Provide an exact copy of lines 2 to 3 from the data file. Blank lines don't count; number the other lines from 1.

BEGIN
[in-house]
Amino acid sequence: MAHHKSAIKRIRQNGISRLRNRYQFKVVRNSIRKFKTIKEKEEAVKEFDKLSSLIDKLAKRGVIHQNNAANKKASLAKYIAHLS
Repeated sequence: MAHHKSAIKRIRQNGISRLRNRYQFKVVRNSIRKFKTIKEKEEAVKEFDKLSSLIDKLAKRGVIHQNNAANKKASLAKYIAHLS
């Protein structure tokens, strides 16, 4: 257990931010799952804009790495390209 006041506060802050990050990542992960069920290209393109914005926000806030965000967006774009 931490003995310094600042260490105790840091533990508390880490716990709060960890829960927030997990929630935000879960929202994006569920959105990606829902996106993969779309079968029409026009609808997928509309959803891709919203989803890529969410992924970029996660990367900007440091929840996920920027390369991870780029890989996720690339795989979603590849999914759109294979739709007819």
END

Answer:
Amino acid sequence: MAHHKSAIKRIRQNGISRLRNRYQFKVVRNSIRKFKTIKEKEEAVKEFDKLSSLIDKLAKRGVIHQNNAANKKASLAKYIAHLS
Repeated sequence: MAHHKSAIKRIRQNGISRLRNRYQFKVVRNSIRKFKTIKEKEEAVKEFDKLSSLIDKLAKRGVIHQNNAANKKASLAKYIAHLS